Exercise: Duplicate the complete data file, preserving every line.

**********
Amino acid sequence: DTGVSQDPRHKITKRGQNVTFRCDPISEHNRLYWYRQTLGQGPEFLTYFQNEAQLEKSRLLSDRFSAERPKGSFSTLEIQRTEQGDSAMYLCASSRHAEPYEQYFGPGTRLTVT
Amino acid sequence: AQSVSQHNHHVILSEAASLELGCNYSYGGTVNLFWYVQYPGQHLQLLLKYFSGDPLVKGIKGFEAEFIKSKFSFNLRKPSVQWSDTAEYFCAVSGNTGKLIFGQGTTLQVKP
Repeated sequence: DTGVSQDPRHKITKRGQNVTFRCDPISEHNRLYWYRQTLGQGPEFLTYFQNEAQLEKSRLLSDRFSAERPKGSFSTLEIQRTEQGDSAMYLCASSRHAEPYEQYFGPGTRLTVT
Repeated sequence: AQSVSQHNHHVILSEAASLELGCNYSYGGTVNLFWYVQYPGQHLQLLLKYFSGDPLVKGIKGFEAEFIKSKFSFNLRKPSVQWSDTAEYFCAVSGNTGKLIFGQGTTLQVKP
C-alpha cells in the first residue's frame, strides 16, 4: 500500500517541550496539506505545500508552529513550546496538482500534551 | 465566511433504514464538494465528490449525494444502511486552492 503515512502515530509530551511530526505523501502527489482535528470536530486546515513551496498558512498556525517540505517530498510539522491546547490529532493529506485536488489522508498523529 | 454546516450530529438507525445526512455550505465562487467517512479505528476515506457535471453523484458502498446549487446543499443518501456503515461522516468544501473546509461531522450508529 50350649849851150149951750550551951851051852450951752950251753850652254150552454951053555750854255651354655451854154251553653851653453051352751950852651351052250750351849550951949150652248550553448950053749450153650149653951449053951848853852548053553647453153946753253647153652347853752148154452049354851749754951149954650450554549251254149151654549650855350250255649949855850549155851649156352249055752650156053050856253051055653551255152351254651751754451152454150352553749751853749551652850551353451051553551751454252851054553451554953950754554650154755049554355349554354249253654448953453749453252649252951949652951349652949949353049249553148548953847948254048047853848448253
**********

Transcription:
Amino acid sequence: DTGVSQDPRHKITKRGQNVTFRCDPISEHNRLYWYRQTLGQGPEFLTYFQNEAQLEKSRLLSDRFSAERPKGSFSTLEIQRTEQGDSAMYLCASSRHAEPYEQYFGPGTRLTVT
Amino acid sequence: AQSVSQHNHHVILSEAASLELGCNYSYGGTVNLFWYVQYPGQHLQLLLKYFSGDPLVKGIKGFEAEFIKSKFSFNLRKPSVQWSDTAEYFCAVSGNTGKLIFGQGTTLQVKP
Repeated sequence: DTGVSQDPRHKITKRGQNVTFRCDPISEHNRLYWYRQTLGQGPEFLTYFQNEAQLEKSRLLSDRFSAERPKGSFSTLEIQRTEQGDSAMYLCASSRHAEPYEQYFGPGTRLTVT
Repeated sequence: AQSVSQHNHHVILSEAASLELGCNYSYGGTVNLFWYVQYPGQHLQLLLKYFSGDPLVKGIKGFEAEFIKSKFSFNLRKPSVQWSDTAEYFCAVSGNTGKLIFGQGTTLQVKP
C-alpha cells in the first residue's frame, strides 16, 4: 500500500517541550496539506505545500508552529513550546496538482500534551 | 465566511433504514464538494465528490449525494444502511486552492 503515512502515530509530551511530526505523501502527489482535528470536530486546515513551496498558512498556525517540505517530498510539522491546547490529532493529506485536488489522508498523529 | 454546516450530529438507525445526512455550505465562487467517512479505528476515506457535471453523484458502498446549487446543499443518501456503515461522516468544501473546509461531522450508529 50350649849851150149951750550551951851051852450951752950251753850652254150552454951053555750854255651354655451854154251553653851653453051352751950852651351052250750351849550951949150652248550553448950053749450153650149653951449053951848853852548053553647453153946753253647153652347853752148154452049354851749754951149954650450554549251254149151654549650855350250255649949855850549155851649156352249055752650156053050856253051055653551255152351254651751754451152454150352553749751853749551652850551353451051553551751454252851054553451554953950754554650154755049554355349554354249253654448953453749453252649252951949652951349652949949353049249553148548953847948254048047853848448253